Another video piece worthy of note has been the recent Daniel Von Sturmer exhibit, Material From Another Medium. In this installation, three screens have been set in a triangular formation in CCPs back exhibiting room. Each screen is devoted to one material/conceptual principle, which is then explored according to the potential of video. On one screen a plastic bag in close-up is screwballed and shot expanding out of its wrinklings. On another, a green balloon is nozzled onto a laundry tap and filled until it bursts. The final screen displays a sole sculpture within a confined gallery-like space that is positioned in seemingly impossible ways (like jutting out at a 90 degree angle from the wall) until we are given to realise, through the practice of resetting the sculpture for each new impossibility, that it is the size of a finger and can thus be far easier maniplulated than a life-size sculpture of the same. The catalogue mentions that the work " gives emphasis to the physical, temporal and architectural constructions that frame the cultural experience of looking at a work in a gallery." Im reminded of the 1970s BBC art-programme, Vision On, where objects disappeared instantly, then reappeared on the other side of the room, or where one mark on a page would grow into a detailed illustration. Ah, the magic of television space.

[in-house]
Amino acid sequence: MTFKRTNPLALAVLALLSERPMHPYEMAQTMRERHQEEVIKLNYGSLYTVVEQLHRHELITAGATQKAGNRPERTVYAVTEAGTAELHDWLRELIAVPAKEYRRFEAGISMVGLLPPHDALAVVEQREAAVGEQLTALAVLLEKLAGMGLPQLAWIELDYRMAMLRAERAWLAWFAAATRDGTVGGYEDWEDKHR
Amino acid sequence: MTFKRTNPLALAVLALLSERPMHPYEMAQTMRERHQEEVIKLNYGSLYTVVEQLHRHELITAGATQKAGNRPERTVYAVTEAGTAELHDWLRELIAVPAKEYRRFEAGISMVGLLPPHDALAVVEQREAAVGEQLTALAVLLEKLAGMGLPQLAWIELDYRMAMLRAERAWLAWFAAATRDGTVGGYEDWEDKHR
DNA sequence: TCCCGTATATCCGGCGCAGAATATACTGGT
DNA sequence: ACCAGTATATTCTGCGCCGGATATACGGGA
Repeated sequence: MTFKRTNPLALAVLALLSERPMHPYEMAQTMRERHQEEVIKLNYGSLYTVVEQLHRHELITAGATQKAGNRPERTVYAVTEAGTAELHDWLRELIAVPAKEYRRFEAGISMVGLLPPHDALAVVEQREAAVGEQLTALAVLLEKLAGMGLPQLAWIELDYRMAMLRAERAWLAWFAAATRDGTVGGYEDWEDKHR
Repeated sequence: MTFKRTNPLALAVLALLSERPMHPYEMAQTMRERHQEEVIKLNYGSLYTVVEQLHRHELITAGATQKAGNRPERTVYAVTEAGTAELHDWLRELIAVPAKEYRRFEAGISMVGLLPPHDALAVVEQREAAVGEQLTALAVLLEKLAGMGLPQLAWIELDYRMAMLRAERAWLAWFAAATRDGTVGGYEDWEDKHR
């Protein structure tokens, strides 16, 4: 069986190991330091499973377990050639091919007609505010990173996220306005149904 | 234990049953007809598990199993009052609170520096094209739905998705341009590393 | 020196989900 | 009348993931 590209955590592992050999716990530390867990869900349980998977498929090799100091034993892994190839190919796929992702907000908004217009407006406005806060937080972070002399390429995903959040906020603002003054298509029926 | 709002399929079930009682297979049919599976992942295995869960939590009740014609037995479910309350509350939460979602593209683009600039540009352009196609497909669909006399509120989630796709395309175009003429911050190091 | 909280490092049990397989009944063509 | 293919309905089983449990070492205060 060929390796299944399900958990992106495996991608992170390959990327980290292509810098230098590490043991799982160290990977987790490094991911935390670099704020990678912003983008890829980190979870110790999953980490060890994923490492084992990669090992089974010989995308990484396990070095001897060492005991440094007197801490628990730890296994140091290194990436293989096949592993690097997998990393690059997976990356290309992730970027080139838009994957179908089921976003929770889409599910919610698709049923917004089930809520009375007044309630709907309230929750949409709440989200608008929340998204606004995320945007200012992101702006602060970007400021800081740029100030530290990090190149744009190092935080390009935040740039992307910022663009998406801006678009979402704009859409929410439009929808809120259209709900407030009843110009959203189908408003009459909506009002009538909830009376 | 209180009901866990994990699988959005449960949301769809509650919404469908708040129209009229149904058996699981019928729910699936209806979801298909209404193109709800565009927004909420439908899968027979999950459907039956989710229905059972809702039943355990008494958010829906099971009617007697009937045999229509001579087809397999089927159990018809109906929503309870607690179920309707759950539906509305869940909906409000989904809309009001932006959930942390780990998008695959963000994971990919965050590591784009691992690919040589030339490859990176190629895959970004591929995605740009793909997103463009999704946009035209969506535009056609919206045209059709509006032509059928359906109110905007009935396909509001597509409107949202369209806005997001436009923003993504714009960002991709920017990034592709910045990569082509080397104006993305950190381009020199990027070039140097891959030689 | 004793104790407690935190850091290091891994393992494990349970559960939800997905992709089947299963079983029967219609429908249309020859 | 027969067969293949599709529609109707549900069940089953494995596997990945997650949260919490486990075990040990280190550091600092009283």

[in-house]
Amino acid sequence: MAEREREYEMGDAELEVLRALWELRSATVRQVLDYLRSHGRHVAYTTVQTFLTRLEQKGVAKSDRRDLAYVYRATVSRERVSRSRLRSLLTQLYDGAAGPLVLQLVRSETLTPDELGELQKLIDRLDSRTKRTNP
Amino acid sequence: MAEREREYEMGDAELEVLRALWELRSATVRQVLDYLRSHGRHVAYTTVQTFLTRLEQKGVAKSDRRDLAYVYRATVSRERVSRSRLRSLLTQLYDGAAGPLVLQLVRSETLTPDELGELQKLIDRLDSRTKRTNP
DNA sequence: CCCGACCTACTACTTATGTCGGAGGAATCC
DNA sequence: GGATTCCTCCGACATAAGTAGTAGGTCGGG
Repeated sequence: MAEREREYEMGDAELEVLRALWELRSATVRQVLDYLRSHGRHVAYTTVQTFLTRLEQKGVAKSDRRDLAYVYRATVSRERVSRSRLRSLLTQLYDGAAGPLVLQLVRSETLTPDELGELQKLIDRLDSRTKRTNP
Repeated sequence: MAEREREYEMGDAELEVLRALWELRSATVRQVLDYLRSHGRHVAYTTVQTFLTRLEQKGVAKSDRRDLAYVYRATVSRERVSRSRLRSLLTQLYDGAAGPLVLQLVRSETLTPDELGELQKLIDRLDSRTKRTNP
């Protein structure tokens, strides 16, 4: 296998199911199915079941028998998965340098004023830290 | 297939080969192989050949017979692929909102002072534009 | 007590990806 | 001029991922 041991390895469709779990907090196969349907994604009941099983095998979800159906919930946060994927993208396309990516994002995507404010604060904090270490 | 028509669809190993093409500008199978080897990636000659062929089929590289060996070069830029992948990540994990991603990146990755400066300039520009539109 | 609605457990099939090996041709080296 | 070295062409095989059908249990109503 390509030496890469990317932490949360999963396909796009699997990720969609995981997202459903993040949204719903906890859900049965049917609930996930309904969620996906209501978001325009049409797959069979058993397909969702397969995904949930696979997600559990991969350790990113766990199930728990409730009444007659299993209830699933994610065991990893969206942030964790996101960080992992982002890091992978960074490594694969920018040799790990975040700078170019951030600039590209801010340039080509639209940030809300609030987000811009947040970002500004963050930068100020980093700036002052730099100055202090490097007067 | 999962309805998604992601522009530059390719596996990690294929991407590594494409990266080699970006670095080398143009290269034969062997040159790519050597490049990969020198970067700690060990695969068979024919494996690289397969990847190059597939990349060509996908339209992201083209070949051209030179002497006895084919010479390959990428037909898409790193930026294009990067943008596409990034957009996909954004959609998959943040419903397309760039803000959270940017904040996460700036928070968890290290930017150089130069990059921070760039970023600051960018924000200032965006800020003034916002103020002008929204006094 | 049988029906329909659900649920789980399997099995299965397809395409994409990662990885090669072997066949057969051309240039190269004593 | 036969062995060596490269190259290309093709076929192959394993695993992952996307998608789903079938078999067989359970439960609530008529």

A lot of the better work this year has been on show at the CCP, although it should be noted that they have fallen prey, in every single exhibition programme, to the used-by-date manifesto of snap-shot photography either in form or content. My flatmate and I often lament this flaw in the obvious curatorial talent that keeps the space afloat culturally. Other styles and mediums, from CDRom to performance, installation and video, rarely fail to inspire, however.
In Central Melbourne, away from the New Zealand ghetto that is Fitzroy, the launch of the Uplands/TCB project space has created a lot of interest. This is due to the virtually unheard of practice, here, of artists running a commercial gallery space. To clarify: it is common that artists run non-profit spaces, that may or may not receive government body funding, like 200 Gertrude St, CCP, Westspace, First Floor, RMIT Storey Hall and Swinburne. The likes of Niagara Galleries, Anna Schwartz, Tolarno, Darren Knight and Roslyn Oxley Nine are run by dealers who are more interested in the commercial aspect of exhibiting, though this does not preclude them from signing artists that may not sell. The dealer collects a set of artists who are signed to his/her gallery, and these become the core group of exhibitors in that space. Uplands seems to represent the beginning of a (hopefully) new trend, where artists manage and sell the works of other artists considered commercially unviable by bigger dealerships. As such, it hints at the possibility that edgier practitioners might still make a living from their years of devotion. The opening show for Uplands signed artists bodes well for this vision.